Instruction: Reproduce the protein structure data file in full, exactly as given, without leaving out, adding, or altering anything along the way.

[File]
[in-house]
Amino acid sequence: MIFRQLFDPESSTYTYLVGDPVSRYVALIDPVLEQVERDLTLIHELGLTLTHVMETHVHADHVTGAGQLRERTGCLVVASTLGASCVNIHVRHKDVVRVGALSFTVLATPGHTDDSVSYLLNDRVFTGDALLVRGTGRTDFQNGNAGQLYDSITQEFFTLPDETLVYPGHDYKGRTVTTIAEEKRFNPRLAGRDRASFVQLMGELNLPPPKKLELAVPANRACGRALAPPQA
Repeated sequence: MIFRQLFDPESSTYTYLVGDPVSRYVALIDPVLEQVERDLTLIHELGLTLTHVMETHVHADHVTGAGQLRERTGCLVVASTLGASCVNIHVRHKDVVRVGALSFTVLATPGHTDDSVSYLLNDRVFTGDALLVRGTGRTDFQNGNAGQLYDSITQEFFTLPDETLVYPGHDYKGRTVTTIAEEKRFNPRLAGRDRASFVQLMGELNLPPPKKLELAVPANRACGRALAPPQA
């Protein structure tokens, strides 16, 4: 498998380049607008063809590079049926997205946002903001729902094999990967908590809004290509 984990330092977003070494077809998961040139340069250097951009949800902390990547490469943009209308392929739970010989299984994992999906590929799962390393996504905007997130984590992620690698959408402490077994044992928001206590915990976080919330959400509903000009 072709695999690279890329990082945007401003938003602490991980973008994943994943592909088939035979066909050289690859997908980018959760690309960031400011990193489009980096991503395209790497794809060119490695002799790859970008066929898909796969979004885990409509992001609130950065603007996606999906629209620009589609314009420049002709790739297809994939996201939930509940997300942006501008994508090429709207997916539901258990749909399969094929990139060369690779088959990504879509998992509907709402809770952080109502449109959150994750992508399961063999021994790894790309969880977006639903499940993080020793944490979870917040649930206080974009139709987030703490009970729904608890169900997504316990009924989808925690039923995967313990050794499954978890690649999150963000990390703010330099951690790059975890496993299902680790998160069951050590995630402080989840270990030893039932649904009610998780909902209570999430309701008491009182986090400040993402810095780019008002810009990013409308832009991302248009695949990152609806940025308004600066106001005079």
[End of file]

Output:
[in-house]
Amino acid sequence: MIFRQLFDPESSTYTYLVGDPVSRYVALIDPVLEQVERDLTLIHELGLTLTHVMETHVHADHVTGAGQLRERTGCLVVASTLGASCVNIHVRHKDVVRVGALSFTVLATPGHTDDSVSYLLNDRVFTGDALLVRGTGRTDFQNGNAGQLYDSITQEFFTLPDETLVYPGHDYKGRTVTTIAEEKRFNPRLAGRDRASFVQLMGELNLPPPKKLELAVPANRACGRALAPPQA
Repeated sequence: MIFRQLFDPESSTYTYLVGDPVSRYVALIDPVLEQVERDLTLIHELGLTLTHVMETHVHADHVTGAGQLRERTGCLVVASTLGASCVNIHVRHKDVVRVGALSFTVLATPGHTDDSVSYLLNDRVFTGDALLVRGTGRTDFQNGNAGQLYDSITQEFFTLPDETLVYPGHDYKGRTVTTIAEEKRFNPRLAGRDRASFVQLMGELNLPPPKKLELAVPANRACGRALAPPQA
């Protein structure tokens, strides 16, 4: 498998380049607008063809590079049926997205946002903001729902094999990967908590809004290509 984990330092977003070494077809998961040139340069250097951009949800902390990547490469943009209308392929739970010989299984994992999906590929799962390393996504905007997130984590992620690698959408402490077994044992928001206590915990976080919330959400509903000009 072709695999690279890329990082945007401003938003602490991980973008994943994943592909088939035979066909050289690859997908980018959760690309960031400011990193489009980096991503395209790497794809060119490695002799790859970008066929898909796969979004885990409509992001609130950065603007996606999906629209620009589609314009420049002709790739297809994939996201939930509940997300942006501008994508090429709207997916539901258990749909399969094929990139060369690779088959990504879509998992509907709402809770952080109502449109959150994750992508399961063999021994790894790309969880977006639903499940993080020793944490979870917040649930206080974009139709987030703490009970729904608890169900997504316990009924989808925690039923995967313990050794499954978890690649999150963000990390703010330099951690790059975890496993299902680790998160069951050590995630402080989840270990030893039932649904009610998780909902209570999430309701008491009182986090400040993402810095780019008002810009990013409308832009991302248009695949990152609806940025308004600066106001005079």